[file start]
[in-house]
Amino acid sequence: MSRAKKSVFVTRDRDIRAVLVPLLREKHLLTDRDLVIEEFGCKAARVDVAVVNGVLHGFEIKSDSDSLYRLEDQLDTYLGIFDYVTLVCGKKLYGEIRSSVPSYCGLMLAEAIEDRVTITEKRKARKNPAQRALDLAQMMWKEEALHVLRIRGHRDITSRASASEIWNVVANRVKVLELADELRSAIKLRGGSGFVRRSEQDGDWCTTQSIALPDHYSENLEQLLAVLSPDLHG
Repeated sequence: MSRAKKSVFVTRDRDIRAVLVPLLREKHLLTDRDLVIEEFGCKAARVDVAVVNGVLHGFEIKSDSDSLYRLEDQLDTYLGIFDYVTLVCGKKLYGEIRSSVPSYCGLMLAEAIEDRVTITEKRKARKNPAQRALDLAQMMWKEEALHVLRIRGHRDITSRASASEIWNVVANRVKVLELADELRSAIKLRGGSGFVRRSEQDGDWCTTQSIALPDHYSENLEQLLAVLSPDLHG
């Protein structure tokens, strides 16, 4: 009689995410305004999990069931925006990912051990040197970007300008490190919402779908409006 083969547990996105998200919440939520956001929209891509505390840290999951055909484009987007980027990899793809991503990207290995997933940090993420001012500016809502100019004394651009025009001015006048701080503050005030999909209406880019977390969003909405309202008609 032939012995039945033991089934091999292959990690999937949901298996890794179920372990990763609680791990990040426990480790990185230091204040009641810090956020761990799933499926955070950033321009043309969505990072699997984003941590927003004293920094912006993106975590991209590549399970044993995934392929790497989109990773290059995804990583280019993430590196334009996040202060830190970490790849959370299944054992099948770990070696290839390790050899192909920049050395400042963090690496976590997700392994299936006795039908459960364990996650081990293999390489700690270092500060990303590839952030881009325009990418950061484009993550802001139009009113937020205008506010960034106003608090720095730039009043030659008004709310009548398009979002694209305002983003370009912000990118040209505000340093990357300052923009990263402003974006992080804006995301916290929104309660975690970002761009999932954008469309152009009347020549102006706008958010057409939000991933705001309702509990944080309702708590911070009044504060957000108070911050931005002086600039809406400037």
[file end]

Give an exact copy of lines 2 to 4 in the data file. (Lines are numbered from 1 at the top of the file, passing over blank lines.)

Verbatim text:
Amino acid sequence: MSRAKKSVFVTRDRDIRAVLVPLLREKHLLTDRDLVIEEFGCKAARVDVAVVNGVLHGFEIKSDSDSLYRLEDQLDTYLGIFDYVTLVCGKKLYGEIRSSVPSYCGLMLAEAIEDRVTITEKRKARKNPAQRALDLAQMMWKEEALHVLRIRGHRDITSRASASEIWNVVANRVKVLELADELRSAIKLRGGSGFVRRSEQDGDWCTTQSIALPDHYSENLEQLLAVLSPDLHG
Repeated sequence: MSRAKKSVFVTRDRDIRAVLVPLLREKHLLTDRDLVIEEFGCKAARVDVAVVNGVLHGFEIKSDSDSLYRLEDQLDTYLGIFDYVTLVCGKKLYGEIRSSVPSYCGLMLAEAIEDRVTITEKRKARKNPAQRALDLAQMMWKEEALHVLRIRGHRDITSRASASEIWNVVANRVKVLELADELRSAIKLRGGSGFVRRSEQDGDWCTTQSIALPDHYSENLEQLLAVLSPDLHG
């Protein structure tokens, strides 16, 4: 009689995410305004999990069931925006990912051990040197970007300008490190919402779908409006 083969547990996105998200919440939520956001929209891509505390840290999951055909484009987007980027990899793809991503990207290995997933940090993420001012500016809502100019004394651009025009001015006048701080503050005030999909209406880019977390969003909405309202008609 032939012995039945033991089934091999292959990690999937949901298996890794179920372990990763609680791990990040426990480790990185230091204040009641810090956020761990799933499926955070950033321009043309969505990072699997984003941590927003004293920094912006993106975590991209590549399970044993995934392929790497989109990773290059995804990583280019993430590196334009996040202060830190970490790849959370299944054992099948770990070696290839390790050899192909920049050395400042963090690496976590997700392994299936006795039908459960364990996650081990293999390489700690270092500060990303590839952030881009325009990418950061484009993550802001139009009113937020205008506010960034106003608090720095730039009043030659008004709310009548398009979002694209305002983003370009912000990118040209505000340093990357300052923009990263402003974006992080804006995301916290929104309660975690970002761009999932954008469309152009009347020549102006706008958010057409939000991933705001309702509990944080309702708590911070009044504060957000108070911050931005002086600039809406400037």